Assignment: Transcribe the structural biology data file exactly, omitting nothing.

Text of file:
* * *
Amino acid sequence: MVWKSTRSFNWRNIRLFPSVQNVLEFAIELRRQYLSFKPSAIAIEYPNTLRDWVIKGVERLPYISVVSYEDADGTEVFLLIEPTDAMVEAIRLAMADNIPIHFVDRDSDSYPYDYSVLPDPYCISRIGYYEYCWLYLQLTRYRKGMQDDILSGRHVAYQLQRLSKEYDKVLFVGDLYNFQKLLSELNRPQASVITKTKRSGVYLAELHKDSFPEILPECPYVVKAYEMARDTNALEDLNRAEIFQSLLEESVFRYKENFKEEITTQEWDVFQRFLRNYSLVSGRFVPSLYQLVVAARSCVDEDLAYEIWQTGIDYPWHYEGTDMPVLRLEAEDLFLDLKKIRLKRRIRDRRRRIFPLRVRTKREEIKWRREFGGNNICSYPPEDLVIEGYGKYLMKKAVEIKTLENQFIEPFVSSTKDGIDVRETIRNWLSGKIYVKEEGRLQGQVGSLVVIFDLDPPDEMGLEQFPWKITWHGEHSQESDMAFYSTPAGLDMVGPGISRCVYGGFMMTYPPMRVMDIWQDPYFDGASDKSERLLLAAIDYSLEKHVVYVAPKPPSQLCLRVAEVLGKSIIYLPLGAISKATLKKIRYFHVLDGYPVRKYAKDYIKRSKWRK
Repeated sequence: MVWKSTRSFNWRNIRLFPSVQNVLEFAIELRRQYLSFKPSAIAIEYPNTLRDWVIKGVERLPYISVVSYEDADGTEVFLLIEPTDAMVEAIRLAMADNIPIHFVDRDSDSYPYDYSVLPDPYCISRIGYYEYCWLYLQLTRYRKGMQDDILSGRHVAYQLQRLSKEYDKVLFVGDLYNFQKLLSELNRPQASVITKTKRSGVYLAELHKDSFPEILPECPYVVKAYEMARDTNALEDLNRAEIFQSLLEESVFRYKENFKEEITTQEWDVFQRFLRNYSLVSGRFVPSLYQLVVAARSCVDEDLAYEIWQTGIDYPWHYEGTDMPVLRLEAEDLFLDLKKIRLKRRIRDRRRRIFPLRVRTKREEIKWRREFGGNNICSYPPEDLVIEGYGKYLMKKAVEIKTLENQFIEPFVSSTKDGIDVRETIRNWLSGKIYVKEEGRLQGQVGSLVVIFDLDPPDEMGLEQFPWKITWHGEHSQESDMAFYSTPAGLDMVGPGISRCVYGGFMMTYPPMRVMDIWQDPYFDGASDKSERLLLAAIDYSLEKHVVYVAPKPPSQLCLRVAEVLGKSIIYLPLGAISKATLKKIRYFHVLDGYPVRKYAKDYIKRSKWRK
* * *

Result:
Amino acid sequence: MVWKSTRSFNWRNIRLFPSVQNVLEFAIELRRQYLSFKPSAIAIEYPNTLRDWVIKGVERLPYISVVSYEDADGTEVFLLIEPTDAMVEAIRLAMADNIPIHFVDRDSDSYPYDYSVLPDPYCISRIGYYEYCWLYLQLTRYRKGMQDDILSGRHVAYQLQRLSKEYDKVLFVGDLYNFQKLLSELNRPQASVITKTKRSGVYLAELHKDSFPEILPECPYVVKAYEMARDTNALEDLNRAEIFQSLLEESVFRYKENFKEEITTQEWDVFQRFLRNYSLVSGRFVPSLYQLVVAARSCVDEDLAYEIWQTGIDYPWHYEGTDMPVLRLEAEDLFLDLKKIRLKRRIRDRRRRIFPLRVRTKREEIKWRREFGGNNICSYPPEDLVIEGYGKYLMKKAVEIKTLENQFIEPFVSSTKDGIDVRETIRNWLSGKIYVKEEGRLQGQVGSLVVIFDLDPPDEMGLEQFPWKITWHGEHSQESDMAFYSTPAGLDMVGPGISRCVYGGFMMTYPPMRVMDIWQDPYFDGASDKSERLLLAAIDYSLEKHVVYVAPKPPSQLCLRVAEVLGKSIIYLPLGAISKATLKKIRYFHVLDGYPVRKYAKDYIKRSKWRK
Repeated sequence: MVWKSTRSFNWRNIRLFPSVQNVLEFAIELRRQYLSFKPSAIAIEYPNTLRDWVIKGVERLPYISVVSYEDADGTEVFLLIEPTDAMVEAIRLAMADNIPIHFVDRDSDSYPYDYSVLPDPYCISRIGYYEYCWLYLQLTRYRKGMQDDILSGRHVAYQLQRLSKEYDKVLFVGDLYNFQKLLSELNRPQASVITKTKRSGVYLAELHKDSFPEILPECPYVVKAYEMARDTNALEDLNRAEIFQSLLEESVFRYKENFKEEITTQEWDVFQRFLRNYSLVSGRFVPSLYQLVVAARSCVDEDLAYEIWQTGIDYPWHYEGTDMPVLRLEAEDLFLDLKKIRLKRRIRDRRRRIFPLRVRTKREEIKWRREFGGNNICSYPPEDLVIEGYGKYLMKKAVEIKTLENQFIEPFVSSTKDGIDVRETIRNWLSGKIYVKEEGRLQGQVGSLVVIFDLDPPDEMGLEQFPWKITWHGEHSQESDMAFYSTPAGLDMVGPGISRCVYGGFMMTYPPMRVMDIWQDPYFDGASDKSERLLLAAIDYSLEKHVVYVAPKPPSQLCLRVAEVLGKSIIYLPLGAISKATLKKIRYFHVLDGYPVRKYAKDYIKRSKWRK